Prof Colette Cowan, the chief executive of the University of Limerick Hospitals group
RE-OPENING the emergency department, or indeed extending the hours of the minor injuries unit would be “unviable” for St John’s Hospital.
That’s according to Prof Colette Cowan, the chief executive of the University of Limerick Hospitals group, who addressed the metropolitan district council meeting.
At present, the minor injuries unit in the Johnsgate facility operates between 8am and 6pm Monday to Friday, while its emergency department closed in 2013.
As the trolley crisis increases, there have been persistent calls to restore the service.
But at the meeting this week, Prof Cowan said a message needs to go out that patients with only minor injury complaints should consider St John’s Hospital, instead of going to Dooradoyle.
Cllrs Séighin Ó Ceallaigh, Sinn Fein, and Michael Hourigan, Fine Gael, were the latest members to question if it is possible to have an extension of service at St John’s.
The City East councillor said at least the injuries unit should open 24/7.
Prof Cowan said if this were to happen, it would impact on St John’s Hospital financially.
“They rely on income for surgeries. It would mean their normal service would become unviable,” she told councillors.
Meanwhile, the hospital boss claimed people are visiting Limerick’s emergency department – opened last year – from as far afield as Galway, due to the fact it is relatively new.
“We’re under no illusion the emergency department’s use will grow to 70,000 [people a year], and when we are all long-retired, it will grow again to 100,000. Footfall is so high, we cannot provide the capacity for demand there. We are working on it 24/7 and nobody gets a break,” she told the meeting.
“Since the new emergency department opened, we have had the highest number of people on trolleys. There’s something fundamentally wrong here,” was how Cllr Cian Prendiville, Solidarity, saw things.
Fianna Fail councillor James Collins said it is sometimes quicker to use the emergency facility in Nenagh than Limerick due to the number of people waiting.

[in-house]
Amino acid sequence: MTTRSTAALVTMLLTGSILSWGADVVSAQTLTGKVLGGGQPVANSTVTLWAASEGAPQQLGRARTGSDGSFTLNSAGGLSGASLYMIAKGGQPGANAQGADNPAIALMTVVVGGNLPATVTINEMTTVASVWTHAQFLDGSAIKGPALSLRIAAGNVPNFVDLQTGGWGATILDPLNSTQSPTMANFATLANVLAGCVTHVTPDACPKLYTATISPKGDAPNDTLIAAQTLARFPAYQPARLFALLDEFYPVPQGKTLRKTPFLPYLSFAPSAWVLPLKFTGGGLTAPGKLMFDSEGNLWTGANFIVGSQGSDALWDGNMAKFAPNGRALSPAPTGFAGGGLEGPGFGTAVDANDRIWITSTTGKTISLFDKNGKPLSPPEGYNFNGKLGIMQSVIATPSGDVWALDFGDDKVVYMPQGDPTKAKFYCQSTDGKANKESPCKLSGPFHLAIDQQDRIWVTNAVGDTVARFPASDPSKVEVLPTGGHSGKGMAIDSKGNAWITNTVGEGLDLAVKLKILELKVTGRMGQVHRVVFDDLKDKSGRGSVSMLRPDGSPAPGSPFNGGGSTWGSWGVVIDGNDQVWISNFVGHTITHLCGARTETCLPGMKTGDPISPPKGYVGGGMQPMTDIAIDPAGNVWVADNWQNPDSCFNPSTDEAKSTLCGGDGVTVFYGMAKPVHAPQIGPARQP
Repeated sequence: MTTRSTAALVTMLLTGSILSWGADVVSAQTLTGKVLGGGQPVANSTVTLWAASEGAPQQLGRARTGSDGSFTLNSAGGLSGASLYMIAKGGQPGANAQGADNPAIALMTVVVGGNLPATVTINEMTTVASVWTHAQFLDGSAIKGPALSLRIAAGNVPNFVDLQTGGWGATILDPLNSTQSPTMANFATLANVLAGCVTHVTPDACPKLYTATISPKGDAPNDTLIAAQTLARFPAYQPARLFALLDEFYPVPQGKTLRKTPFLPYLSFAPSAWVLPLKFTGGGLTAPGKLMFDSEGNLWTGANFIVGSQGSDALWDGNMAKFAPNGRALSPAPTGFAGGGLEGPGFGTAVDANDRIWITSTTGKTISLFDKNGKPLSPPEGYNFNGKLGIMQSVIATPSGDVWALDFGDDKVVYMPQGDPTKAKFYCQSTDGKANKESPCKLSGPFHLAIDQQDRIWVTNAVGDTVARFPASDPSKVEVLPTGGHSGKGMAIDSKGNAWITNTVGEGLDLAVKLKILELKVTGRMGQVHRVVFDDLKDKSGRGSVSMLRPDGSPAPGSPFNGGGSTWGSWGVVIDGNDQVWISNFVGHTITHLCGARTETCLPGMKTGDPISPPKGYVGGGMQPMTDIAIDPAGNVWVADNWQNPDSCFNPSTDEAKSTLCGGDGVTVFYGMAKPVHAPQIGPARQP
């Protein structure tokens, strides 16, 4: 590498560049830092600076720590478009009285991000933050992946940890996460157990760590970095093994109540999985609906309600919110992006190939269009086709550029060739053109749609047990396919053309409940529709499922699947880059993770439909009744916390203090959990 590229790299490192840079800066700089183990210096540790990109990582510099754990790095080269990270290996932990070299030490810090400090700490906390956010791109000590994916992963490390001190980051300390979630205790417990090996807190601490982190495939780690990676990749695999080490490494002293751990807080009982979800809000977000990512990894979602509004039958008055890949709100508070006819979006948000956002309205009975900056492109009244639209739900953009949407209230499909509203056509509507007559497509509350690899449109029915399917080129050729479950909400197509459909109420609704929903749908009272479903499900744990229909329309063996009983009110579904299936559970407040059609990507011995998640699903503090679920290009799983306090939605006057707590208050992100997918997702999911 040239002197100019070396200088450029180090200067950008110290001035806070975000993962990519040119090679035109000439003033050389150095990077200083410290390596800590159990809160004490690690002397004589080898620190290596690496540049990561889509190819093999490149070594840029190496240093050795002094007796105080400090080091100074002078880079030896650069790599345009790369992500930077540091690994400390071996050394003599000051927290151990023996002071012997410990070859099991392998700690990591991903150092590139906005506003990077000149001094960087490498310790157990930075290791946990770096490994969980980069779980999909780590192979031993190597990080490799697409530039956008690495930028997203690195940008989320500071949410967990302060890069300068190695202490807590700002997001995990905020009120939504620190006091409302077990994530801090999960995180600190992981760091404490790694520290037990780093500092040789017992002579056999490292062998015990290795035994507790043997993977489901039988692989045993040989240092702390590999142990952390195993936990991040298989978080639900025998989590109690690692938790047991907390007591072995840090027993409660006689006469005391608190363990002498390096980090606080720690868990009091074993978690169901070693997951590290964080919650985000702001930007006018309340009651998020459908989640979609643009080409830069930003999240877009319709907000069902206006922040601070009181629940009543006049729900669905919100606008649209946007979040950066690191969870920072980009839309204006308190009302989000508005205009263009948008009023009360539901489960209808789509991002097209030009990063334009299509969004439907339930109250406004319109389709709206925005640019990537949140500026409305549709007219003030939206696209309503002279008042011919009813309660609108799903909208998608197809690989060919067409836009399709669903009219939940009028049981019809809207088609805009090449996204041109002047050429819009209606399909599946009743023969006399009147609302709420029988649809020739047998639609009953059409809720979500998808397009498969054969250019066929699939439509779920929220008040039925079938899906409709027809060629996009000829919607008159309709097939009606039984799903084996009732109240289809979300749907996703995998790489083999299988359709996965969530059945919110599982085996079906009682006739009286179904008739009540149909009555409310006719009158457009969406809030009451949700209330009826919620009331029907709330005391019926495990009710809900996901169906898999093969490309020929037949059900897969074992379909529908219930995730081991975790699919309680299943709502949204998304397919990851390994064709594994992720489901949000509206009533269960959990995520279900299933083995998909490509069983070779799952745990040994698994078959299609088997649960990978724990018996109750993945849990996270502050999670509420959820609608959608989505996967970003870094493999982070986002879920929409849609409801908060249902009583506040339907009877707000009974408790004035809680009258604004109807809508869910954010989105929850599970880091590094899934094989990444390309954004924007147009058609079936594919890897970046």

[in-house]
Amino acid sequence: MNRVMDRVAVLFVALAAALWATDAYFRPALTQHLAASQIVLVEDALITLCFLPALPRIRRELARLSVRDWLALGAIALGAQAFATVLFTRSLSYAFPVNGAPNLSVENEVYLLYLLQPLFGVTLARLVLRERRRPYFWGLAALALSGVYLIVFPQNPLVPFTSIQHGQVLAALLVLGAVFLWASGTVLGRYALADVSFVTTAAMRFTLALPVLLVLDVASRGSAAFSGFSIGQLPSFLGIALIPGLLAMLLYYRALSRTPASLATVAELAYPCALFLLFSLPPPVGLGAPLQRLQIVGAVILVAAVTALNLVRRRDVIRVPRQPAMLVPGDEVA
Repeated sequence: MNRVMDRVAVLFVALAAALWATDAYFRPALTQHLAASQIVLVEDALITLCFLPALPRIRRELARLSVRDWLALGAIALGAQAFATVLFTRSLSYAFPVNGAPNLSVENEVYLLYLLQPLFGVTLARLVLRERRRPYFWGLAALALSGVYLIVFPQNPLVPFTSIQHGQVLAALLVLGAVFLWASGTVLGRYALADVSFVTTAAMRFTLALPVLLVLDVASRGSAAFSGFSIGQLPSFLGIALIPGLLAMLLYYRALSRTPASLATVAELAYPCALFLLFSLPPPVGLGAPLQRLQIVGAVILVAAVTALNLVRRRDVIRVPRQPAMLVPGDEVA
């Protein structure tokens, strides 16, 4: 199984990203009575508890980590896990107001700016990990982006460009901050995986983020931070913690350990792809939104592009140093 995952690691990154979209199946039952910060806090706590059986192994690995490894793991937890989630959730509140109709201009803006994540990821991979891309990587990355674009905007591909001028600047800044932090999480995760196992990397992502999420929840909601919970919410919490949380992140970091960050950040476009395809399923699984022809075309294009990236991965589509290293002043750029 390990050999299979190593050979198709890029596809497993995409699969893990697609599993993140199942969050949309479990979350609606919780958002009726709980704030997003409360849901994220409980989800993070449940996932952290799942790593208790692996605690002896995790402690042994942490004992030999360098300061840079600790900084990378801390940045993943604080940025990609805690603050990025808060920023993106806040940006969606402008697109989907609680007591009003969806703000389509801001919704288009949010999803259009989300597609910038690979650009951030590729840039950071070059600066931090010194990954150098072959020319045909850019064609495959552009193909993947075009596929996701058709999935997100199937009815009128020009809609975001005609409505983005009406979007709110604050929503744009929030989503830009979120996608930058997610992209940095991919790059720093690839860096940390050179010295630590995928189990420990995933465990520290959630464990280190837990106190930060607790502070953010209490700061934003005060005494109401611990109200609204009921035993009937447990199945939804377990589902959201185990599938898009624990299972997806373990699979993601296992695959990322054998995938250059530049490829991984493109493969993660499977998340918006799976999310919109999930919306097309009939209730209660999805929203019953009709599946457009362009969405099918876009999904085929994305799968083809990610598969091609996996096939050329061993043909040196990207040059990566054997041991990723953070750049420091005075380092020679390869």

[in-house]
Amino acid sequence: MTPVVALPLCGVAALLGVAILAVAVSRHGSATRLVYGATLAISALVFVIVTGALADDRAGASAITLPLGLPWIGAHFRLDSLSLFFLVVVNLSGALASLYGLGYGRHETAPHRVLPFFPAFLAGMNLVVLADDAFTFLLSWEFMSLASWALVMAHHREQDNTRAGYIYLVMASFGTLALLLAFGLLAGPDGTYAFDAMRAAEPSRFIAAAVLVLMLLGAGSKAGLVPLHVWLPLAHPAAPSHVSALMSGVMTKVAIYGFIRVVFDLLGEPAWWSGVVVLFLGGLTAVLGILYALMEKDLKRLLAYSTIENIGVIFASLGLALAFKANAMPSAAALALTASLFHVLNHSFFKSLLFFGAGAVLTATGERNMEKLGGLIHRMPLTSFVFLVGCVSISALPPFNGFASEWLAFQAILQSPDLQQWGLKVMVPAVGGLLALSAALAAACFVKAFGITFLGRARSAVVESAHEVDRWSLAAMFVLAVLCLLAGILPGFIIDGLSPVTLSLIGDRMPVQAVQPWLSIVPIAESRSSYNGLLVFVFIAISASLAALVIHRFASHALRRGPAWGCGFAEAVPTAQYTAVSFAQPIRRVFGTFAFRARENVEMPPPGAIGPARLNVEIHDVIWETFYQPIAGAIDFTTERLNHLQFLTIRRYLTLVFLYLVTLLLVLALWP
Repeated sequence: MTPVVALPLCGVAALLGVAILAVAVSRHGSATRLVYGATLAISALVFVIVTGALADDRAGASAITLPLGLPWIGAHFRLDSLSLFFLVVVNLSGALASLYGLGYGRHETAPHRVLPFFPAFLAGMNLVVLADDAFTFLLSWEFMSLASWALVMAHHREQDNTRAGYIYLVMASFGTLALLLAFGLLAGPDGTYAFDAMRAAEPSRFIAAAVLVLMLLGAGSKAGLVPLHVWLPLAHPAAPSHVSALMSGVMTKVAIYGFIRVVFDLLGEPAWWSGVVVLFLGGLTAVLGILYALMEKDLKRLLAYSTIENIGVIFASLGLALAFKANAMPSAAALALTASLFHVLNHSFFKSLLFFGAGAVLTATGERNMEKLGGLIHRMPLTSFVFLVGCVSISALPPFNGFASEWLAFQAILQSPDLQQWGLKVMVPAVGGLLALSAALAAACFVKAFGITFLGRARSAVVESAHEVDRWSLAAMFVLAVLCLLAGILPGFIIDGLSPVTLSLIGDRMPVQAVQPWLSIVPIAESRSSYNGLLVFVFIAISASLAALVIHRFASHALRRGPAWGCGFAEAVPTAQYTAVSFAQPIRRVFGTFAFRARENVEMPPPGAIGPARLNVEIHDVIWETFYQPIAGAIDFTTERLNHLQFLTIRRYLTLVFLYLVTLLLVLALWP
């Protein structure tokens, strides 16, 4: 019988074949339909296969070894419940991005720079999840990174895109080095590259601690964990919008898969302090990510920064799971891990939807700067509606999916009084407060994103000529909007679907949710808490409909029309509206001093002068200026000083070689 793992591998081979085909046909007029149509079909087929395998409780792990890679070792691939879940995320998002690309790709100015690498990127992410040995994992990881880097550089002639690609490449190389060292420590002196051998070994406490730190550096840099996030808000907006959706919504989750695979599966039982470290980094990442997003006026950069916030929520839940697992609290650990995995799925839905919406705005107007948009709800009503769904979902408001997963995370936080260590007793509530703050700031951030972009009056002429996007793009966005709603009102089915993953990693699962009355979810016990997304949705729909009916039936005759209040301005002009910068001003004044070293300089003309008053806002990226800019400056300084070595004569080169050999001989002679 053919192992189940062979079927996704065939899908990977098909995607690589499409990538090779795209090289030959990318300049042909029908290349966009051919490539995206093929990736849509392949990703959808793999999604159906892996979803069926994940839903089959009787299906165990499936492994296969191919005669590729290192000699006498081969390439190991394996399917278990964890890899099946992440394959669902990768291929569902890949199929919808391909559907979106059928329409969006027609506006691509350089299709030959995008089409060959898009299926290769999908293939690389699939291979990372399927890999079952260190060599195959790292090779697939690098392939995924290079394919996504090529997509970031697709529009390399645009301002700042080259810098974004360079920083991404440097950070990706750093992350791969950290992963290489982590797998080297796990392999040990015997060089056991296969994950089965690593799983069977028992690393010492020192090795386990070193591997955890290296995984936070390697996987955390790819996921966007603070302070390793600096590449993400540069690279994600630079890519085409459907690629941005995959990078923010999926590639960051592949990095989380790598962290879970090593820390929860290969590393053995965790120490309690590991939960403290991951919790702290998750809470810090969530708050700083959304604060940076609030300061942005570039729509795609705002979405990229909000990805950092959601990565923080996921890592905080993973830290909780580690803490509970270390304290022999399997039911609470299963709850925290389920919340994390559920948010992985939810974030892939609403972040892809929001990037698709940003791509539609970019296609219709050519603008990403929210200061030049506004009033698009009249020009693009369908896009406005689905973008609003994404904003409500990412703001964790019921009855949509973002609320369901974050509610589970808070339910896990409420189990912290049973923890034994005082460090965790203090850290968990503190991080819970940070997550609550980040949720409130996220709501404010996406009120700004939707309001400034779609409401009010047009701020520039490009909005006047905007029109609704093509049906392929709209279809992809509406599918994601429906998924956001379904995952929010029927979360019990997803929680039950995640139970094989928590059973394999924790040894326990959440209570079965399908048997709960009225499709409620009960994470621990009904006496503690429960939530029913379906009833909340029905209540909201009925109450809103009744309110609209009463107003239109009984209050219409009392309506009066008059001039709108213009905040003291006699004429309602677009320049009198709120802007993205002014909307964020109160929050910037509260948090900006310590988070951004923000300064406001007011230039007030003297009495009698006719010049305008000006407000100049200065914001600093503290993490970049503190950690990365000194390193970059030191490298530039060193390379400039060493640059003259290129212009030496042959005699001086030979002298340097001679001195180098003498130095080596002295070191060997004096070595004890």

“Where is the logjam, and what can be done about it,” he asked, expressing concern that with various plans envisaging a growth in the city’s population, the facility may not be able to cope.
Prof Cowan said: “We are under no illusion that we can have as many beds as we like, we will always fill them.”
Plans are in place to relocate University Maternity Hospital Limerick to the Dooradoyle campus, with the ambulance station set to move to Roxboro.
Responding to a question from Labour councillor Joe Leddin, Prof Cowan confirmed that once the maternity moves from the Ennis Road, the site will continue in medical use.
“There is no plan yet for the Ennis Road site,” she said, “But it is a hospital at present. It is maintained very well, so it will likely be something in the health service in future.”
Cllr Ó Ceallaigh suggested that to tackle the spiralling numbers, more beds should be put into larger semi-private rooms – and the government should stop pumping money into the private sector.
“The government should not be there to prop up private companies providing healthcare. They should be providing healthcare to normal people who should not face crippling costs to go to a hospital or a GP. There are a lot of people who do not qualify for medical cards or support. Healthcare should not be about the size of your bank account, it should be about how sick you are,” he said.
Prof Cowan said that due to infection control and health and safety, increasing the bed count in private rooms would prove difficult.
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